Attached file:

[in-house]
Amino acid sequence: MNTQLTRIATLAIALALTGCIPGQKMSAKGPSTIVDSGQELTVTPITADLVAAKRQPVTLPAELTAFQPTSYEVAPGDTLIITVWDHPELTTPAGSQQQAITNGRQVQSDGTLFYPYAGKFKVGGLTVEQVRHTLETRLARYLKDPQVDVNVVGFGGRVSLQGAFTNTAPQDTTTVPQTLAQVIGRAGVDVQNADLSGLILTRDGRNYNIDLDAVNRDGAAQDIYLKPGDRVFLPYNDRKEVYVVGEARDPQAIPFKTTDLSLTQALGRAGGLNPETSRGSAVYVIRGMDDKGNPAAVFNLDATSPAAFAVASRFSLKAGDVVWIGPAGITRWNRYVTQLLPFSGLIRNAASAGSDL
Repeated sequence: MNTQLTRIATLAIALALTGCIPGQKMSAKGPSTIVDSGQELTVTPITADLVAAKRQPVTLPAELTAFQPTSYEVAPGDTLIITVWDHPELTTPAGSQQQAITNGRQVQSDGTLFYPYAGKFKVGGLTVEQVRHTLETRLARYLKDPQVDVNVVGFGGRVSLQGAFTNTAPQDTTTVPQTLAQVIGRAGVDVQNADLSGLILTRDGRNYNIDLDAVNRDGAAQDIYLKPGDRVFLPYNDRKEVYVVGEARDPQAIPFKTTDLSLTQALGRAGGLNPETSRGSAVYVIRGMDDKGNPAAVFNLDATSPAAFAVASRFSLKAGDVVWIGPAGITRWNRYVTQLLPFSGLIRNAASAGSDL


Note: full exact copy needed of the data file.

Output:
[in-house]
Amino acid sequence: MNTQLTRIATLAIALALTGCIPGQKMSAKGPSTIVDSGQELTVTPITADLVAAKRQPVTLPAELTAFQPTSYEVAPGDTLIITVWDHPELTTPAGSQQQAITNGRQVQSDGTLFYPYAGKFKVGGLTVEQVRHTLETRLARYLKDPQVDVNVVGFGGRVSLQGAFTNTAPQDTTTVPQTLAQVIGRAGVDVQNADLSGLILTRDGRNYNIDLDAVNRDGAAQDIYLKPGDRVFLPYNDRKEVYVVGEARDPQAIPFKTTDLSLTQALGRAGGLNPETSRGSAVYVIRGMDDKGNPAAVFNLDATSPAAFAVASRFSLKAGDVVWIGPAGITRWNRYVTQLLPFSGLIRNAASAGSDL
Repeated sequence: MNTQLTRIATLAIALALTGCIPGQKMSAKGPSTIVDSGQELTVTPITADLVAAKRQPVTLPAELTAFQPTSYEVAPGDTLIITVWDHPELTTPAGSQQQAITNGRQVQSDGTLFYPYAGKFKVGGLTVEQVRHTLETRLARYLKDPQVDVNVVGFGGRVSLQGAFTNTAPQDTTTVPQTLAQVIGRAGVDVQNADLSGLILTRDGRNYNIDLDAVNRDGAAQDIYLKPGDRVFLPYNDRKEVYVVGEARDPQAIPFKTTDLSLTQALGRAGGLNPETSRGSAVYVIRGMDDKGNPAAVFNLDATSPAAFAVASRFSLKAGDVVWIGPAGITRWNRYVTQLLPFSGLIRNAASAGSDL